At Londolozi we get four different types of bee-eaters (with the Swallow-tailed being seen as the very occasional fifth), all of which have vibrant coloured feathers and an elegant flight pattern. As their name suggests, these birds do indeed eat bees, as well as other small flying insects such as wasps, dragonflies, butterflies and flies, to name a few.
In order to catch these aerial insects they make use of tweezer-shaped bills and wide open gapes to snap snap them up whilst displaying incredible manoeverability on the wing.
Arguably my favourite bee-eater is the White Fronted variety, due to their complex colouration, fascinating social structure and partly just their characteristic call which takes me right back to childhood memories of the bush whenever I hear it.
Watching a flock of bee-eaters it is never short of entertaining, as the birds fly to and from perches, all the while trying to feast on unsuspecting flying insects.
Without getting too technically into the coloration of these birds, their colourful appearance is a result of a combination of pigmentation and the structure of their feathers.
The social structure of white fronted bee-eaters I was previously unaware of, yet recently a group of rangers got into a discussion about this species birds and their behaviours.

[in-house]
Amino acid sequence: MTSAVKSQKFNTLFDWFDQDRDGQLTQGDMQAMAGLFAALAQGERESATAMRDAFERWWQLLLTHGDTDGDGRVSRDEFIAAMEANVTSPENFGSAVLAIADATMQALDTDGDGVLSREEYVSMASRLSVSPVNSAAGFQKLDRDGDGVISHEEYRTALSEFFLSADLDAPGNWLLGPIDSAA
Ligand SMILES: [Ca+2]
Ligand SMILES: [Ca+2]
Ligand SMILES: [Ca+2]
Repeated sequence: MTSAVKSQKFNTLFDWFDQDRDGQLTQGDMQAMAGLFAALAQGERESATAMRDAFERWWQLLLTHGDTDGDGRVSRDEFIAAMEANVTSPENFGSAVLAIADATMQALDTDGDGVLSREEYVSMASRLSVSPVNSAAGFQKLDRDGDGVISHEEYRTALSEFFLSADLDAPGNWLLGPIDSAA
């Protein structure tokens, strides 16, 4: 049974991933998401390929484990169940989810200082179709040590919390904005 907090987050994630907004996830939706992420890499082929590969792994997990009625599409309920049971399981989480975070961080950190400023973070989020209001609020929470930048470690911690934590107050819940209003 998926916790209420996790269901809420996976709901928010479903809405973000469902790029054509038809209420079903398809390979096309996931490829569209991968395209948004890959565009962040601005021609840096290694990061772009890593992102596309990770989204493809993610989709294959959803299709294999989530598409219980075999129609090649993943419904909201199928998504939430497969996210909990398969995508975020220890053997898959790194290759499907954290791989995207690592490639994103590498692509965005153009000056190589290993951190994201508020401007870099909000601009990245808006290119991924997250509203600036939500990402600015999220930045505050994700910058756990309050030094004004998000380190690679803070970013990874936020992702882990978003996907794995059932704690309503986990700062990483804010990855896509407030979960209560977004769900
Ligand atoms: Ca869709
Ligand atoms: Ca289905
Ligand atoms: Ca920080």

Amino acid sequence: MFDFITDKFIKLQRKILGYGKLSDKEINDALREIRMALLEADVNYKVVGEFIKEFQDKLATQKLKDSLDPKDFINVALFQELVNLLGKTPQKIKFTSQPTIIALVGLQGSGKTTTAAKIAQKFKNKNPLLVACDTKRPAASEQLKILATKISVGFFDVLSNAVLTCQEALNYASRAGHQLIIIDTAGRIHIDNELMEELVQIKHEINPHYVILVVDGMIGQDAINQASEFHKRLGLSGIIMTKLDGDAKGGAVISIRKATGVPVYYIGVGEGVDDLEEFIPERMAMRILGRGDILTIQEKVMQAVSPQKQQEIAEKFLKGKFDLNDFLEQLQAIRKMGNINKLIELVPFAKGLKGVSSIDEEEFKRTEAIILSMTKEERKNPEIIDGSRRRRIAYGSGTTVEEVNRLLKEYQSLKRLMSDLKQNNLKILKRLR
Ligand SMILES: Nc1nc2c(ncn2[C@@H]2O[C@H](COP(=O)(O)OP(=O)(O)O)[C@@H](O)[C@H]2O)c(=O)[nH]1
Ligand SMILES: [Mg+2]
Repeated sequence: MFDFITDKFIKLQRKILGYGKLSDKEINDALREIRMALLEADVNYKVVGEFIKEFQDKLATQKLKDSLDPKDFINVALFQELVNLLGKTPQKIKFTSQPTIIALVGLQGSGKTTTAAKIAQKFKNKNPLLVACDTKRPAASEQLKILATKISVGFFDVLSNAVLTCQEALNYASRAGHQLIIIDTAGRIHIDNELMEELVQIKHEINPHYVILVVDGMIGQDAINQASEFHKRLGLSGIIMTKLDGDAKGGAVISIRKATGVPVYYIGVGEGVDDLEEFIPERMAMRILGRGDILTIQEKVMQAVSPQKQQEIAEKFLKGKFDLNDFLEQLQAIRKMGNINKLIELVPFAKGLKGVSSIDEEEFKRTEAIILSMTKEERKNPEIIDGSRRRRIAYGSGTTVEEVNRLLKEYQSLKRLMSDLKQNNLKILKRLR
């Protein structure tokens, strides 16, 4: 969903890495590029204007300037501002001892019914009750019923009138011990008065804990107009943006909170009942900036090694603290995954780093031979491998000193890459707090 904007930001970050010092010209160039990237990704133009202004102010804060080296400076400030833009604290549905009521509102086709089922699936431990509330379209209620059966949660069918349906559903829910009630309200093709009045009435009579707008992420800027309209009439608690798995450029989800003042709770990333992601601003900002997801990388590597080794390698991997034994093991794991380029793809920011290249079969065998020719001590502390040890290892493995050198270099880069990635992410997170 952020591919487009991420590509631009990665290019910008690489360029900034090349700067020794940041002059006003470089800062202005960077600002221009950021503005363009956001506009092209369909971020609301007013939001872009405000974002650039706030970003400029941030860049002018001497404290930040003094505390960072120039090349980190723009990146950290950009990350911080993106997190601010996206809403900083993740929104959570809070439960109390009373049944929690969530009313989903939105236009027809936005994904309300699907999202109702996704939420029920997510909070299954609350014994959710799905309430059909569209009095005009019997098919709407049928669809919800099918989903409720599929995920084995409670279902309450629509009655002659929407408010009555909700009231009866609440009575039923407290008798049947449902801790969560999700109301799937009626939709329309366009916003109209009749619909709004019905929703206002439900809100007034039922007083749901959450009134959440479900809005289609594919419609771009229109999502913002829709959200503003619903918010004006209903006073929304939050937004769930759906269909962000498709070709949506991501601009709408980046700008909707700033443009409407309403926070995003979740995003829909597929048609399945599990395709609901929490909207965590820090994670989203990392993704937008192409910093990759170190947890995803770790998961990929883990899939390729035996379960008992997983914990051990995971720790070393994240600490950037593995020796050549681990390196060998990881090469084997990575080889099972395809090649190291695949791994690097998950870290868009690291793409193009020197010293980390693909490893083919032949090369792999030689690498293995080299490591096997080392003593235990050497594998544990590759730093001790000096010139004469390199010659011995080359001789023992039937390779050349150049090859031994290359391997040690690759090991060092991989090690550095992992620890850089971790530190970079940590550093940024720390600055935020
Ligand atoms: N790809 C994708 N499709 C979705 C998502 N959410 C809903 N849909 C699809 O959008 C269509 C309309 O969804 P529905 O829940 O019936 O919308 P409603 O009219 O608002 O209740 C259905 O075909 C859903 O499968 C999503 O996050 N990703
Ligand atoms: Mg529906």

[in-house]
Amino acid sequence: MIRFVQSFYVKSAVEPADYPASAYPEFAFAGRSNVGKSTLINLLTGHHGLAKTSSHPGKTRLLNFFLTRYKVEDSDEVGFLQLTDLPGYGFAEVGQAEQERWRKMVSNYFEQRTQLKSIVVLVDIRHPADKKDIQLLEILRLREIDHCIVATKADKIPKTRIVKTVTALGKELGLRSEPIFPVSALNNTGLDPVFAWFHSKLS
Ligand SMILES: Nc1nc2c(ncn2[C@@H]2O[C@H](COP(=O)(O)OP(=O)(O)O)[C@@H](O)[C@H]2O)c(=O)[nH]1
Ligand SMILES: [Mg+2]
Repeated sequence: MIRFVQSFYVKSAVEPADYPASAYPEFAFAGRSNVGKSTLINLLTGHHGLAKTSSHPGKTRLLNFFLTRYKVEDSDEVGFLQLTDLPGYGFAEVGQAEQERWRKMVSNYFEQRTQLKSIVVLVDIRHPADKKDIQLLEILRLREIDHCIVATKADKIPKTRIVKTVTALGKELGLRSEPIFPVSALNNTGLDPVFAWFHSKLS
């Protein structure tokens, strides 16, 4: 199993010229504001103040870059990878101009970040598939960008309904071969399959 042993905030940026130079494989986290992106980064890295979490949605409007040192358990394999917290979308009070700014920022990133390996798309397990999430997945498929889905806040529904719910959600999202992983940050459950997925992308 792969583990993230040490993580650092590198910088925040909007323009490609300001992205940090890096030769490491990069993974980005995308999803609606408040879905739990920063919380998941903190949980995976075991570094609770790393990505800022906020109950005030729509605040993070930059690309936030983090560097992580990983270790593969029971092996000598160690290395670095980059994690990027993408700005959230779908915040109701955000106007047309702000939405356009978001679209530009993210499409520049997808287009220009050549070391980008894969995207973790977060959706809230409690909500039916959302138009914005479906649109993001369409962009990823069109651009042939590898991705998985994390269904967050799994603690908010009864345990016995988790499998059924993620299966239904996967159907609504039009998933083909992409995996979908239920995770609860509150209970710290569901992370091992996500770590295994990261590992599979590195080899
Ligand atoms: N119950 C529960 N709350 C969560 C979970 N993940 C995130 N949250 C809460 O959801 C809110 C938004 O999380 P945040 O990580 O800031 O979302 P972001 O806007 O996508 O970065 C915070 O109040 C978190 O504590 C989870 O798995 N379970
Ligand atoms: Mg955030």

A colony of them consists of 2-6 families that all have close ties to each other. Each of these ‘families’ consists of a single mating pair and 1-5 ‘helpers’ which assist in raising the young. Together these family groups form a clan and the clans defend this territory from other neighbouring clans.
The helper birds play an important role in the survival of the chicks as well as assisting is excavating a suitable cavity for the breeding pair. However, these happy families aren’t all what they seem.
To add a bit of scandal to the story some of the more experienced brood helpers do sometimes unsuspectingly mate with the breeding female. This affair is further perpetuated by the female sometimes laying these eggs from another male in another white fronted bee-eaters nest. This sultry affair results in this tight-knit colony being undoubtedly a whole lot closer than they think…